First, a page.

By Yuri Yarim-Agaev and Paul Gregory
China is the world’s fastest growing economy. It is now second only to the United States in GDP. It weathered the financial crisis with scarcely a scratch. It owns a considerable portion of our debt. Others now look to its one-party dictatorship as a model for economic growth. Yet China is throwing a temper tantrum unworthy of a great country over the Nobel Committee’s decision to award its 2010 peace prize to Liu Xia bao.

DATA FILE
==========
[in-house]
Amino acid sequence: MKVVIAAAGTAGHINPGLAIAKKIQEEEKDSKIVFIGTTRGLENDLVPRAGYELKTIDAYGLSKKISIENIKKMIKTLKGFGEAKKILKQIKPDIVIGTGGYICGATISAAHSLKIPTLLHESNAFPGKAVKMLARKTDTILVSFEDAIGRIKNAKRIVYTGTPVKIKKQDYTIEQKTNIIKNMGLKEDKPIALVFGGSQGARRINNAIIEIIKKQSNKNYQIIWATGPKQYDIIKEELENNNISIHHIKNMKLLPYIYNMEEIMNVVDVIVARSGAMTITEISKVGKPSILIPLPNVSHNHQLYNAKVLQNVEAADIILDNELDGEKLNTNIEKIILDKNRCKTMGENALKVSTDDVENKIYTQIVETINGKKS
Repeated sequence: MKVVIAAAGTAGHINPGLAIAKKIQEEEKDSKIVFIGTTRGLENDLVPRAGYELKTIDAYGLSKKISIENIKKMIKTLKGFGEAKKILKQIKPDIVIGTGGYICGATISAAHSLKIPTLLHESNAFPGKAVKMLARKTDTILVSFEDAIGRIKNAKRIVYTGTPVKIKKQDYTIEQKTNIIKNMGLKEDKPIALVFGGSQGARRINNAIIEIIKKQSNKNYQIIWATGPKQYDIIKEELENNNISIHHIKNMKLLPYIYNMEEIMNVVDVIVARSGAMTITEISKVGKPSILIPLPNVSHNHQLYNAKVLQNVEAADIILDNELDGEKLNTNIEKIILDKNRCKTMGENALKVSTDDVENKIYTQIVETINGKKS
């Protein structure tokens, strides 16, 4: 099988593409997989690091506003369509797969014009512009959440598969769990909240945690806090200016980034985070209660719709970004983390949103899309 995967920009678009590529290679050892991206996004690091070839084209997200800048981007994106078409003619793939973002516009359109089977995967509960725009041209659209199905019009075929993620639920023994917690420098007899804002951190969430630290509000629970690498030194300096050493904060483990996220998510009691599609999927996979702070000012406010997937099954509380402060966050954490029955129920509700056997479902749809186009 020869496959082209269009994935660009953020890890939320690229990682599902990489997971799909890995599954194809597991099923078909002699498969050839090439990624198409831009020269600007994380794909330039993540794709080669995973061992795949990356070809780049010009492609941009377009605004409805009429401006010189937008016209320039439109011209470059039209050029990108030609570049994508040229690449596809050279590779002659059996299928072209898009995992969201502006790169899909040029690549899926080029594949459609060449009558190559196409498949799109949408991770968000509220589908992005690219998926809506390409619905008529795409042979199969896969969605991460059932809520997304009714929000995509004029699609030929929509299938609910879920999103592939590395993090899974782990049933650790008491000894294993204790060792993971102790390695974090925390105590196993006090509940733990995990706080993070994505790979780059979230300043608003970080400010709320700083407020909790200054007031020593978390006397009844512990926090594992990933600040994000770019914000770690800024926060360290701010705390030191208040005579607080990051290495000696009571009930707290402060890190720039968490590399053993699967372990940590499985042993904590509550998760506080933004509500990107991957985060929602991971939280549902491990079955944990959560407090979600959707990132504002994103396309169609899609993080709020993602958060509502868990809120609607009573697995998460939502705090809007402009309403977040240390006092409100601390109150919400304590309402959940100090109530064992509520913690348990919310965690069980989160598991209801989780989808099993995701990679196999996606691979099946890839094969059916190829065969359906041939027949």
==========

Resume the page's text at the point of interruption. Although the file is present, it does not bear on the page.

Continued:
To find something comparable, we have to go back to Nikita Khrushchev’s tirade over the Nobel Committee’s decision to award the 1958 literature prize to dissident writer Boris Pasternak. (Khrushchev did not rest until he badgered the committee into granting the prize to the ideologically sound Mikhail Sholokhov). Instead of projecting an image of world leadership, China looks off balance, out of sorts, and clearly worried. How can one lonely dissident evoke such fear?